CAGS — Croydon Area Gay Society

For other local LGBT groups, see LGBT Croydon.

Book cover "Rid England of this Plagiue" Press Release: Police Purge Homosexuals

6 February 2007

A homosexual couple was interrogated by two police officers on Monday night (5th February). The enquiry was part of a play reading at the Warehouse Theatre, Croydon, but it was a real event, and took place in 1954 when the author Rex Batten was aged 24 and living quietly with his partner. The evening was presented by CAGS (Croydon Area Gay Society) as part of LGBT History Month 2007.

Rex Batten, introducing the readings, said “In the early 1950s the Home Secretary, Sir David Maxwell Fyffe, claimed he would ‘Rid England of the plague of homosexuality’. Paradoxically the reaction to the ensuing purge of homosexuals led to the setting up of the Wolfenden Committee when the first steps were taken to get rid of the plague of homophobia.”

Answering questions from the audience, Rex Batten admitted that his novel Rid England of This Plague, from which the reading was taken, was based extremely closely on his own life and experiences, and the police questioning in particular was exactly as he remembered it. The stress of being under suspicion by the police almost split the couple up, but they found that their relationship was more important to them than anything else, and remained together until Rex’s partner, John, died nearly 45 years later. Asked about the differences between gay life then and now, Rex said “In the 1950s you had to be very discreet: people wore a suit and tie to go to the gay pubs. But you found ways of making contact with other gay people, and there was less of the instant rejection that happens these days when people have contacted each other via the Internet.”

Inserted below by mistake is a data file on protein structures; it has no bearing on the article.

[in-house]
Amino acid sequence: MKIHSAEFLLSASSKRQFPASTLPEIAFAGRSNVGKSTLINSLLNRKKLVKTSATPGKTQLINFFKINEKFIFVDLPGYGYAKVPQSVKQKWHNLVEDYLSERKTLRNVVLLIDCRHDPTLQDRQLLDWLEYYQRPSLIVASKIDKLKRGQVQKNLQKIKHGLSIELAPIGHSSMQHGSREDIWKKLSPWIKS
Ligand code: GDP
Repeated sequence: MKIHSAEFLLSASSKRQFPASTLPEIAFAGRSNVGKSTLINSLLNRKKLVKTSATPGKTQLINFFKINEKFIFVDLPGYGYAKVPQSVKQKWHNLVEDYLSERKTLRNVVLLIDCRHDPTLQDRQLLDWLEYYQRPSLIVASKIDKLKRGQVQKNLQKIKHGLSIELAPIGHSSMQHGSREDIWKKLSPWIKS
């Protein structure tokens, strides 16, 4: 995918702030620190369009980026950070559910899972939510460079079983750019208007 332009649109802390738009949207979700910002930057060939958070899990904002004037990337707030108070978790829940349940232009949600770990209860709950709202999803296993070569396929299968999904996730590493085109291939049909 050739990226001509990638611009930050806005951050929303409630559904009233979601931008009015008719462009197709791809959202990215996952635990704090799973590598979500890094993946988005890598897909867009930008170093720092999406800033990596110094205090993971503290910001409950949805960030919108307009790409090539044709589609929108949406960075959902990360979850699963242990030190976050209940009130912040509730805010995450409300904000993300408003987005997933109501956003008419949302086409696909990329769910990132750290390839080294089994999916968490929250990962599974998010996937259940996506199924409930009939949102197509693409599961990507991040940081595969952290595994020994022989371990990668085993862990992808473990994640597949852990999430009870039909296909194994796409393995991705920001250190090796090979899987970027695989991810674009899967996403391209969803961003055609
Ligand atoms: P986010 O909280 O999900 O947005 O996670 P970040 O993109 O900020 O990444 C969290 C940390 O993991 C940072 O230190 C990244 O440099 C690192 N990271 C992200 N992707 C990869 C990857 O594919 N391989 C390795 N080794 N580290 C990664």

The second half of the evening took the story of gay liberation forward to the 1990s: homosexuals no longer have the threat of prison hanging over them, but young gay men still face difficulties with coming out their families and the risk of bullying at school. The reading consisted of three scenes from Beautiful Thing, the award-winning play by Jonathan Harvey, telling how two teenagers on a London council estate gradually come to accept that they are gay, and begin to re-make their relationships with their parents and families.

David Page, Chair of CAGS, who directed the play readings, said “We’re very happy to have had Rex here with us in person to introduce the evening, and to be able to use the splendid space of the Warehouse Theatre to commemorate 50 years of gay history.” He urged everyone present to sign the petition to keep the Warehouse Theatre open.

Ian Stewart of Paradise Press, publishers ofRid England of this Plague, said “It’s very encouraging to see so many people here. There’s been a lot of interest in the book, and we’ve sold quite a few copies this evening. Croydon is very lucky to have a place like the Warehouse Theatre.”

At the end of the evening, a collection was taken in aid of the Warehouse Theatre, and raised £113.87.

Anyone interested in CAGS is invited to phone David on 020 8686 1550 or Geoff on 020 8651 0292, or look at the CAGS web site,

For more about LGBT History Month, see

For more about Paradise Press, see


For more information on this press release, e-mail

For LGBT groups and events around London, see LGBT London.
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